“Several key fronts have merged to cause buyers to shrug off fear, cast indecision aside; and respond to the notion that right now is the best time to buy properties since the turn of the century.” Saunders explains. “In addition to the lowest prices in recent memory, interest rates are presently hovering around 4.78 percent, lenders are back in their comfort zone lending again; and buyers who haven’t owned a home in three years are apt to qualify for a first-time homebuyer tax credit—of up to $8,000—as long as they purchase by December 1.  In other words, the bottom that everyone has been looking for is beginning to form; and the smart money is back to considering prime location even as it searches for unprecedented values.  The best-priced opportunities in the choicest locations are selling first and fast.”

TRENDGRAPHIX’s latest report for March—just released—shows that months of inventory based on closed sale transactions have dropped to their lowest levels in over 39 months according to the latest MLS data for March, 2009. In the Tri-County region of Sarasota, Manatee and Charlotte counties, inventories are at their lowest since December 2005.

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Michael’s Web

It was extremely gratifying—to say the least—to learn that Michael Saunders & Company took home two of the top individual honors at this year’s Leading Real Estate Companies of the World conference, held two weeks ago in Scottsdale, AZ.  Company founder and CEO, Michael Saunders—along with the company’s Director of Relocation and Referral Services, Joan Erni—were recipients of the 2009 Chairman’s Service Award, in recognition of the many important contributions each has made to the Chicago-based organization.  Leading Real Estate Companies of the World is a worldwide real estate network comprised of nearly 700 of the best-known local and regional real estate firms in the U.S.—with more than 5,500 offices and 170,000 sales associates in the United States—and 38 countries abroad.   From hundreds of worthy and potential honorees representing hundreds of the world’s best firms, only five people were thus honored this year.  Two of them were from Michael Saunders & Company.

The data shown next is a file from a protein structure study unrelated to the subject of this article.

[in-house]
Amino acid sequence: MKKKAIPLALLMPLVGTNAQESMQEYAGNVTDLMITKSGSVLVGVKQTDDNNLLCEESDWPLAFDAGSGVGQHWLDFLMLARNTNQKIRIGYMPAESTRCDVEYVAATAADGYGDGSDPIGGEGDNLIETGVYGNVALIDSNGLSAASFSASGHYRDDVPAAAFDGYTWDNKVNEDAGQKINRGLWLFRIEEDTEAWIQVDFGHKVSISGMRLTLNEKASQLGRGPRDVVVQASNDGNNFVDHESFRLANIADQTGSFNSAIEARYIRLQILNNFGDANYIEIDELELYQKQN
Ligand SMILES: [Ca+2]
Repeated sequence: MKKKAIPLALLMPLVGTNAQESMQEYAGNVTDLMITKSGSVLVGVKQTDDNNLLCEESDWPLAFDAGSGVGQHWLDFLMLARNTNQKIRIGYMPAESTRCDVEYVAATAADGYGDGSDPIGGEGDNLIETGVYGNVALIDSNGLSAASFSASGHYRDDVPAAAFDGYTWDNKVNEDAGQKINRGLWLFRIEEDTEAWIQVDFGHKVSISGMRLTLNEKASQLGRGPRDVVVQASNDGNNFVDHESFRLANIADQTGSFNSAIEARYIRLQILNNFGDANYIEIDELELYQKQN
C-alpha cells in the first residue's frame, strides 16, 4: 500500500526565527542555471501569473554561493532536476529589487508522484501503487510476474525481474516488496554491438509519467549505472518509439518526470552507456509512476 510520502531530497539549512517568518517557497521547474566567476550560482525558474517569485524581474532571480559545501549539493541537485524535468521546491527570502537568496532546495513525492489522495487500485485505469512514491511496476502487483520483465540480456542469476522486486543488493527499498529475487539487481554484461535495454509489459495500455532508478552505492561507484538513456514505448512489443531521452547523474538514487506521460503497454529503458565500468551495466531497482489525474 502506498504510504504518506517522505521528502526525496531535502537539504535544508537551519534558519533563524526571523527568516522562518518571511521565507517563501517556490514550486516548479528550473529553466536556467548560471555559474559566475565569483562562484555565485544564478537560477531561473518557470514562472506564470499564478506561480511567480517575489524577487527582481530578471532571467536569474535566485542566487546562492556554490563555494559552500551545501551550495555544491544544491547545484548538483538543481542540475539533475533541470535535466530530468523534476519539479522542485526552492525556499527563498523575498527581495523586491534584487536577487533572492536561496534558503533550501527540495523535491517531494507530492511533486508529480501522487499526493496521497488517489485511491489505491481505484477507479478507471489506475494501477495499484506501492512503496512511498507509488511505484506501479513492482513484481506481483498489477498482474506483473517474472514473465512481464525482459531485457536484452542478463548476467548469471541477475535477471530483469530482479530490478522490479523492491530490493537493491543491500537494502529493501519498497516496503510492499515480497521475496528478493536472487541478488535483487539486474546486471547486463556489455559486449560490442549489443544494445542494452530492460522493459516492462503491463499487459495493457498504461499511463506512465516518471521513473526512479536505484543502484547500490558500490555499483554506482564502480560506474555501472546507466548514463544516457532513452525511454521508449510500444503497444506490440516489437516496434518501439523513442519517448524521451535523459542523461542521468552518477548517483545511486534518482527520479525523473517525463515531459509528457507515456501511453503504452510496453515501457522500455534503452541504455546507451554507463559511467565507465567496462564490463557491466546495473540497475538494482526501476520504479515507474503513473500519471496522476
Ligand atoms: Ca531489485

But the night was still young. Before it would wrap-up, the company would return to the podium several more times to claim additional awards, each related in one way or another to how we market properties for our clients.  While we are certainly honored to have won each of these prestigious accolades, by far the award that makes the most difference to our clients and customers is the one labeled:  Best Web Site.

In real estate’s new world order, upwards of 84% of buyers launch, facilitate and otherwise refine their search for properties by making frequent use of the Internet. There—unshackled from the limitations of the print media—they can pour over many more photos of any given property, compare more of its pertinent details with similarly-priced properties; and quite often enjoy a complete virtual tour.  In short, the Internet vastly improves their ability to make wise, well-informed and quick decisions.  That’s why it is of utmost importance to make sure the company you select to sell your home can demonstrate a mastery of the Web that is second to no other in your market area.

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Louise Would Be Pleased

It seems the more things change the more they stay the same; to wit, Sarasota’s enduring love of living in neighborhoods west of the Trail.  (West of Route 41—Tamiami Trail—that is, for those just becoming familiar with the city’s grid)

Neighborhoods including Oyster Bay, Cherokee Park, McClellan Park and Harbor Acres—in roughly the area west of Route 41, between Mound Street (to the north) and Field Road (to the south)—are considered by many to be mainland Sarasota’s gold standard, residentially speaking.  Walk-able, bike-able—and for many yacht-able and kayak-able—these long-established canal and waterfront neighborhoods are prized not just for their mature natural beauty but also for being in the middle of everything that makes the city tick—its best stores and boutiques, bars and nightclubs, restaurants and gourmet food markets; to say nothing of its top-rated schools and hospital (and surrounding doctors’ offices) and, of course its supremely gorgeous bay front.  Once considered remote from downtown Sarasota (these neighborhoods were, after all, its earliest suburbs) they found themselves in the thick of things once the city began to spread out.

Living West-of-Trail hasn’t always been the ideal it is today.  As automobiles became more available and easier to afford; and gas was cheap and plentiful, migrating to newer, more distant suburbs became the new normal. Suddenly it was a sign of upward mobility to live further away from town.  Just as suddenly, areas west of Tamiami Trail were considered passé.  Families, newly empowered to motor off in search of greener pastures, were demanding new homes on more spacious lots with plenty of room to grow and spread out—not to mention an attached garage (or two) to house their newest lifestyle accessory.